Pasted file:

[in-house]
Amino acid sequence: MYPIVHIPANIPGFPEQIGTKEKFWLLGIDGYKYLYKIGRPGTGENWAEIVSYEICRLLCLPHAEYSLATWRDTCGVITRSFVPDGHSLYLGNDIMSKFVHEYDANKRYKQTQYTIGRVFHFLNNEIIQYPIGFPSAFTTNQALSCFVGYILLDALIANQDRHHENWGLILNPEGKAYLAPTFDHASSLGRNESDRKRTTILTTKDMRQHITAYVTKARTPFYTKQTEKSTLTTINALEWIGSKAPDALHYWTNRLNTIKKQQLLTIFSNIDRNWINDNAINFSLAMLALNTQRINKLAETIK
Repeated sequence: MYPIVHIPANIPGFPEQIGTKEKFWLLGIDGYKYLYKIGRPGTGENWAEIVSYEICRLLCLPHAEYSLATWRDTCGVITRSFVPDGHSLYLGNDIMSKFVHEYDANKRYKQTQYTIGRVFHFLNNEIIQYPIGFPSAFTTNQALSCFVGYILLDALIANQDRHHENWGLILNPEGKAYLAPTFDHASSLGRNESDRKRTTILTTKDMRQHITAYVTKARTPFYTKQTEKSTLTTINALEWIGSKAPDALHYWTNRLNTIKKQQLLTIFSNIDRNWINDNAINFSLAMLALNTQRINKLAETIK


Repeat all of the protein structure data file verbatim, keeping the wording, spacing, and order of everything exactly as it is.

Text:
[in-house]
Amino acid sequence: MYPIVHIPANIPGFPEQIGTKEKFWLLGIDGYKYLYKIGRPGTGENWAEIVSYEICRLLCLPHAEYSLATWRDTCGVITRSFVPDGHSLYLGNDIMSKFVHEYDANKRYKQTQYTIGRVFHFLNNEIIQYPIGFPSAFTTNQALSCFVGYILLDALIANQDRHHENWGLILNPEGKAYLAPTFDHASSLGRNESDRKRTTILTTKDMRQHITAYVTKARTPFYTKQTEKSTLTTINALEWIGSKAPDALHYWTNRLNTIKKQQLLTIFSNIDRNWINDNAINFSLAMLALNTQRINKLAETIK
Repeated sequence: MYPIVHIPANIPGFPEQIGTKEKFWLLGIDGYKYLYKIGRPGTGENWAEIVSYEICRLLCLPHAEYSLATWRDTCGVITRSFVPDGHSLYLGNDIMSKFVHEYDANKRYKQTQYTIGRVFHFLNNEIIQYPIGFPSAFTTNQALSCFVGYILLDALIANQDRHHENWGLILNPEGKAYLAPTFDHASSLGRNESDRKRTTILTTKDMRQHITAYVTKARTPFYTKQTEKSTLTTINALEWIGSKAPDALHYWTNRLNTIKKQQLLTIFSNIDRNWINDNAINFSLAMLALNTQRINKLAETIK